Remember when I said I had to take time for myself?
Sometimes the decision is made for you. If you listen close enough to your body, it’ll tell you when you need break. And if you ignore it long enough, you’ll wish you didn’t.
Which is sort of what happened to me last week.
News flash: You can’t keep going and producing and working constantly without hitting a wall eventually.
So I decided to do something I haven’t done in nearly a year—I took a break from writing. I took a break from editing. I shut down my desktop and didn’t worry about any of it for four whole days.
Four days isn’t really a long time, but it was enough reverse my burnout and make a few things clear:
Relaxation isn’t an option.
Society has an obsession with being “busy,” and it’s pretty damn dangerous. If you’re not careful, taking time for yourself becomes something you feel guilty about. Mix that with my own tendency to overwork, and it gets ugly fast.
I used to take the weekends off. I haven’t for the past few months, and it wasn’t until I took my Desktop Detox that I realized it.
Going forward, weekends will be more about me. I’ll read more and work less. I’ll get outside and enjoy the nice weather, or at least use the porch more.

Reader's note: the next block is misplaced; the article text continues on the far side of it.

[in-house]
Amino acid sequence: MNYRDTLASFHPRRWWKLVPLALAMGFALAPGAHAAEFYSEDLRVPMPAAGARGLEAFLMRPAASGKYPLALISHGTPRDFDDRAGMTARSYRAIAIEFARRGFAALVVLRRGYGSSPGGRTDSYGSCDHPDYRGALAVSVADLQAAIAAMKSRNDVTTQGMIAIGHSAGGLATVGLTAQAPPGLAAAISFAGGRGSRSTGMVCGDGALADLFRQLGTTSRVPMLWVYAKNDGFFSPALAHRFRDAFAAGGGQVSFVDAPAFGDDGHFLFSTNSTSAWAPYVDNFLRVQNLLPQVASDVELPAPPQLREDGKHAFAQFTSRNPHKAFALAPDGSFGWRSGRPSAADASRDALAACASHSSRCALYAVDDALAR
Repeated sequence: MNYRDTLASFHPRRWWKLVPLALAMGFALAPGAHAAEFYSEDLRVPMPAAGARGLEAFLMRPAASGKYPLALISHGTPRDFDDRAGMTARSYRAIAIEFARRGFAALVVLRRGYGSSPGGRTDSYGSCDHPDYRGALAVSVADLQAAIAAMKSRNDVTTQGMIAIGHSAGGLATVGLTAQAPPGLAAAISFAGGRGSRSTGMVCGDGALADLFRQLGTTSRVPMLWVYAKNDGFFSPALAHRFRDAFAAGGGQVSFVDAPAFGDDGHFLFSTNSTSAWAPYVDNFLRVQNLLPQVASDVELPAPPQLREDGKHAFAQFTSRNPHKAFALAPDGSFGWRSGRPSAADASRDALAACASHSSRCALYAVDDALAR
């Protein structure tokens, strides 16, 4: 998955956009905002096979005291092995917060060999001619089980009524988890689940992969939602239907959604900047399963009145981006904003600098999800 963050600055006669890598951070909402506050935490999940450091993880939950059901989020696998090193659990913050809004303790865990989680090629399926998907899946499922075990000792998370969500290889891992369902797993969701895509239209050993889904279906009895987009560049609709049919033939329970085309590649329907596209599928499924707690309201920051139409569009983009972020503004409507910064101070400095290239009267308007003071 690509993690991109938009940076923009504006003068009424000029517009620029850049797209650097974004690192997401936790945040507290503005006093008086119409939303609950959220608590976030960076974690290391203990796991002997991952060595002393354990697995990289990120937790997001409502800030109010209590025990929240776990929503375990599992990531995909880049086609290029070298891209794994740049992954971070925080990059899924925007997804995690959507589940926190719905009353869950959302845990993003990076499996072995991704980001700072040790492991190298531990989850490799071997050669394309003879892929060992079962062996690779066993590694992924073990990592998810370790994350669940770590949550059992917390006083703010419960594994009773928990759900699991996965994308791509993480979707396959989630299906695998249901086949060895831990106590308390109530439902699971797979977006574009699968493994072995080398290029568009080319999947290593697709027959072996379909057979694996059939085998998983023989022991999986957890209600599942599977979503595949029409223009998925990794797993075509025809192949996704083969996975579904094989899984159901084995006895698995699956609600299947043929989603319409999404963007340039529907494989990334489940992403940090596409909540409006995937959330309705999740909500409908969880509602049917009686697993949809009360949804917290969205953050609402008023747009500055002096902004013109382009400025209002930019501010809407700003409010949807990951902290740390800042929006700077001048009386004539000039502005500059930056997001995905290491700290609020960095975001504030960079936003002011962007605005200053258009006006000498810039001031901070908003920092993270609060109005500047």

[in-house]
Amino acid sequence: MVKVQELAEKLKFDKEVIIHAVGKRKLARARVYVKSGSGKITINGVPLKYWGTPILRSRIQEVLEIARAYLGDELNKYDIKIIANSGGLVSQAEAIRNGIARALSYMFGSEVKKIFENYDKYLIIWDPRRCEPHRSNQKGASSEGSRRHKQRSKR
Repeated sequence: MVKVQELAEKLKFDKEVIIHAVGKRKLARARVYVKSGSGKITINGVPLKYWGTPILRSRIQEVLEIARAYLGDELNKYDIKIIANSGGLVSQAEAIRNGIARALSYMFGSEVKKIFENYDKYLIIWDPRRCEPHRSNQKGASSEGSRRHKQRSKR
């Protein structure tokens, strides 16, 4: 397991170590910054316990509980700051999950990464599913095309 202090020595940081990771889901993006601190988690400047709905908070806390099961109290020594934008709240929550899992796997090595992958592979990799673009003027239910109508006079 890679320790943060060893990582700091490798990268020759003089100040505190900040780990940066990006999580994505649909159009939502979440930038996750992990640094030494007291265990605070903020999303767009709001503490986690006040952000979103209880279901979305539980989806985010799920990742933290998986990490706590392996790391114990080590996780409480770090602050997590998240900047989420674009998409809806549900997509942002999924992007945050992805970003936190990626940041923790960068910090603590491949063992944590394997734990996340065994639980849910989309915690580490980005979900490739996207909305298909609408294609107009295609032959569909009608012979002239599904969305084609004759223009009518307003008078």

Scheduling author time is a secret burnout-busting weapon.
Not being on my computer for a few days made me realize how often I usually find myself at my desk. It was a lot. Too much.
Scheduling time to write or edit—or whatever—is good to force yourself to get it done, but it’s also a fantastic way to keep yourself from doing too much.
During my Desktop Detox, I learned where I have natural pockets of time perfect for authoring. It’s time to start using those pockets for actual productive work.
When I get crazy productive, it’s not because I spend a lot of my time working—it’s because I use my time efficiently.
I haven’t been doing that, and it shows.
Evaluating priorities on a regular basis is a must.
Setting goals is good. Knowing what you want out of life is good, too. But priorities in life shift, and your schedule has to shift with them.
When my life got crazy, I should have pulled back and taken more time to myself. I didn’t because I thought my priority was keeping my book moving forward.
You and your health should always be your number 1 priority.
Because if you’re not healthy—if you get sick or have constant headaches or whatever happens to you when you burn out—your work suffers, too.
Take your own detox.
I took a detox from my desktop, because that computer represented work. It was short—just four days. Perhaps your detox needs to be away from your phone if you can’t seem to set it down. Maybe it’s from your laptop, because you don’t have a desktop computer.
What’s stopping you from taking time for yourself? What’s your addiction? Give yourself a break from it and see what you learn.
Me? I learned that I need more time spent like this: